The reflections of the light running on the body recreates its shape as during a scanning, allowing you to almost see Jason's pencil drawing the car once another time.
You can see every line converging on the following one while the car runs its laps around you in complete souplesse. Despite being an extreme design, it didn't appear as an extreme car.
Let me explain. It's a really light car with a really powerful engine and a really capable chassis. But even while driving relaxedly, it didn't appear as a beast in a cage, being nervous delivering the power or trembling on rock solid suspensions. In other words, it maintained all the ZR1's flexibility.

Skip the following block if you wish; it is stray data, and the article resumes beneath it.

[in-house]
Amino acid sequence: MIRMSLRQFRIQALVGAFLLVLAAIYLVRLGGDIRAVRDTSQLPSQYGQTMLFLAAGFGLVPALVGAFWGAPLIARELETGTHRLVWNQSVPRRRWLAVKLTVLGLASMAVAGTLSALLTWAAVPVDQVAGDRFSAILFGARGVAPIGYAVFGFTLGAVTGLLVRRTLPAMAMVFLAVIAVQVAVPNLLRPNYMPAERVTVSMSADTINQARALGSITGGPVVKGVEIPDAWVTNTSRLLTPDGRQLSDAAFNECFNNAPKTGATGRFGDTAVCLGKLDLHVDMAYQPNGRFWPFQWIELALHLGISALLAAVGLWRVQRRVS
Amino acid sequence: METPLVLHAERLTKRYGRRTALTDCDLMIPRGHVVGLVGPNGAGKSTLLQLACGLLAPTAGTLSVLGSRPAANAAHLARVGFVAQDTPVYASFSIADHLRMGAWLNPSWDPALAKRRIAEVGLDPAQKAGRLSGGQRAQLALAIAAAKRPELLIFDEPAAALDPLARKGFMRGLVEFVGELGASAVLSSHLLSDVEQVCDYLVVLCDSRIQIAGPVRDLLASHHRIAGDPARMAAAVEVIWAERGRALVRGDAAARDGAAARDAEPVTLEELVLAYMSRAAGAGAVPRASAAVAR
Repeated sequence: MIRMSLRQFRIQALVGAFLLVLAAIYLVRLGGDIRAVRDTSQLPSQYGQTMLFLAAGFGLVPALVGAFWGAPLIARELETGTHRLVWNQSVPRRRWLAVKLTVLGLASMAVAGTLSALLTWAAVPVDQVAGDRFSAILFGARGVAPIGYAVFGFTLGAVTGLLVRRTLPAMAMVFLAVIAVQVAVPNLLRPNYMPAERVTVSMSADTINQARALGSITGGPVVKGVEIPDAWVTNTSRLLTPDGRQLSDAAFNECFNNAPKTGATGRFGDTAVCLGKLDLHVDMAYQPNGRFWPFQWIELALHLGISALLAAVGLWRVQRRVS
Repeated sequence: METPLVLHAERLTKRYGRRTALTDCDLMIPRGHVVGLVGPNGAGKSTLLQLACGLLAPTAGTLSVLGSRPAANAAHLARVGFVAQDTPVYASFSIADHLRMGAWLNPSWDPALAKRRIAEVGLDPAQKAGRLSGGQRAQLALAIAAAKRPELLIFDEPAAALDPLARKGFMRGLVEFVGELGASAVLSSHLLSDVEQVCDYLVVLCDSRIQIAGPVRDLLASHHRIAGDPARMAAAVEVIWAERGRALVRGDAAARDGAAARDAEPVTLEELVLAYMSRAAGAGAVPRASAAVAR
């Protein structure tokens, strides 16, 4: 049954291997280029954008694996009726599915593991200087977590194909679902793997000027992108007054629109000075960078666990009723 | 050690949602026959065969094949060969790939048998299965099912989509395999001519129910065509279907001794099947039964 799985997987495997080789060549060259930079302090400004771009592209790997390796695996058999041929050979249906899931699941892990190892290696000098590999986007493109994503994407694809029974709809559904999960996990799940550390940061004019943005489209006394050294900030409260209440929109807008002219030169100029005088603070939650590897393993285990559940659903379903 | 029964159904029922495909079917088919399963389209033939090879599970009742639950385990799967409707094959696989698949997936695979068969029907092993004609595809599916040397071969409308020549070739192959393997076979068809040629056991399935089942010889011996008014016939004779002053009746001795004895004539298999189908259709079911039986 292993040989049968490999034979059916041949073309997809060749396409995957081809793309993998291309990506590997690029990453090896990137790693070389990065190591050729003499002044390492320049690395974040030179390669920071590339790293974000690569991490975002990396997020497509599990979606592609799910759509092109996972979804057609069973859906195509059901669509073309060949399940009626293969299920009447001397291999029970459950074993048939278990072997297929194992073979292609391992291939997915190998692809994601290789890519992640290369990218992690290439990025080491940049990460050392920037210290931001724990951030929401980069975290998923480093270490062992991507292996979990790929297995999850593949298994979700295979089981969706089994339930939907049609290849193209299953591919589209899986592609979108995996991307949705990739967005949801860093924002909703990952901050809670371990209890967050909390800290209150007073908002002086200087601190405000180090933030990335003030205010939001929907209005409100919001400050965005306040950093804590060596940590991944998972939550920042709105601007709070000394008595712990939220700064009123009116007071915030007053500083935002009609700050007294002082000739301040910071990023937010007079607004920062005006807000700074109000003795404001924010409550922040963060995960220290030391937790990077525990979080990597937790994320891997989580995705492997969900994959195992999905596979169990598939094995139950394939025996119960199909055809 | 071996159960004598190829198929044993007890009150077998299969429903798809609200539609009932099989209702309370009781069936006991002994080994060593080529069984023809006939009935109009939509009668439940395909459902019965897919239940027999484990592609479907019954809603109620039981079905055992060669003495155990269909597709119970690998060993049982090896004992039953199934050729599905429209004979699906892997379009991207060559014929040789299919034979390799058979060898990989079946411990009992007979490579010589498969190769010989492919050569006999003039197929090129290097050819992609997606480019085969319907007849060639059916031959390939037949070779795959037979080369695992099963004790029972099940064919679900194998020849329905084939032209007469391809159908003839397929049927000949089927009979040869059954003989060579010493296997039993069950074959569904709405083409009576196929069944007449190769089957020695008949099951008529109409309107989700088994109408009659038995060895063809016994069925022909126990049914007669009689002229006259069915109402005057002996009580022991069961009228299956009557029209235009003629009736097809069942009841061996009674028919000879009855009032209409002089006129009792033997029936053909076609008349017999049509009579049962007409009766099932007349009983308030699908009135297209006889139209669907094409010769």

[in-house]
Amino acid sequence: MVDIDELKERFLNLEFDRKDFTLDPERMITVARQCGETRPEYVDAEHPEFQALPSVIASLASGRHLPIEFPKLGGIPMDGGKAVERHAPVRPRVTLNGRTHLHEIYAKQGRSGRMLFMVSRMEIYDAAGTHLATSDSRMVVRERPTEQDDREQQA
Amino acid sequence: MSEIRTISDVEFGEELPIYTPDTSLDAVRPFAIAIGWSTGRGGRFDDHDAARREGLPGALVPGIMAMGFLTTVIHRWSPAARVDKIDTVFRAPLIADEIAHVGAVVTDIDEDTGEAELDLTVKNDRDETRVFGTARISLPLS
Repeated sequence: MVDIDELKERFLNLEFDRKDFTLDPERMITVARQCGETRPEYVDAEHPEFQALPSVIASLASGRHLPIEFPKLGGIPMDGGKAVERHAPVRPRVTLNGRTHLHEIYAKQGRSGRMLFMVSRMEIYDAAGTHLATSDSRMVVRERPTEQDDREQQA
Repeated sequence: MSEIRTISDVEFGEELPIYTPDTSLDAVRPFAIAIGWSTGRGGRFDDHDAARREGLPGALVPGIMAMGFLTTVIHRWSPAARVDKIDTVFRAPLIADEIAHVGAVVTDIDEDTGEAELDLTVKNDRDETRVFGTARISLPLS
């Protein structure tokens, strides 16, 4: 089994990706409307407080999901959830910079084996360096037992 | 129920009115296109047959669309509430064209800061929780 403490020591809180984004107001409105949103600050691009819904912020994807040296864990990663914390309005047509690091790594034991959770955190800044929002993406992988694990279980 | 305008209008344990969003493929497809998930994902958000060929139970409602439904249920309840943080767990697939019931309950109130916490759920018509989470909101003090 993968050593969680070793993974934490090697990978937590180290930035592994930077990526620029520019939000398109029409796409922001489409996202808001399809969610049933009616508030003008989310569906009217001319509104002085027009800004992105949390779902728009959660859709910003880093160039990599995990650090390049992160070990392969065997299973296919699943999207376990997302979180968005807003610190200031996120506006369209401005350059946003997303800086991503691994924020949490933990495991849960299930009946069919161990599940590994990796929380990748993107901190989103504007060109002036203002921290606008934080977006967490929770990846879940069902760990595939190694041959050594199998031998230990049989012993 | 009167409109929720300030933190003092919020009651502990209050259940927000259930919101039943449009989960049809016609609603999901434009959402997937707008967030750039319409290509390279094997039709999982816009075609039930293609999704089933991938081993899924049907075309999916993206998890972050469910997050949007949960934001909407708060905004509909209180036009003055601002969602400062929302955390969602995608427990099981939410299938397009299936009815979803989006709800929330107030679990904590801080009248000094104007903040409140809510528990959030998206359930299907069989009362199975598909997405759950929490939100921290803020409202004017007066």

It doesn't look as easy to get used to though. It's a really radical design, with a lot of themes going on simultaneously, creating a hard to decipher puzzle.
First of all, the biomorph front is so strikingly resembling a Mantis, I found myself wondering how did they managed to make it so aerodynamically efficient. Other cars designed only after aerodynamic, as the Gumpert Apollo or the never born MBR Eos, generally look mean or rude, but never particularly pretty or even resembling something in particular. They don't carry on a theme.
The similarities between the insect and the car don't end on the front though, with the wings of the car right after the cockpit exactly developing as those of the green bug, creating a rear part larger than the front one. They also wrap the car as protecting its more important part, the cockpit, with a shield.
The tail points backward a a little upward exactly like it develops itself on the insect too.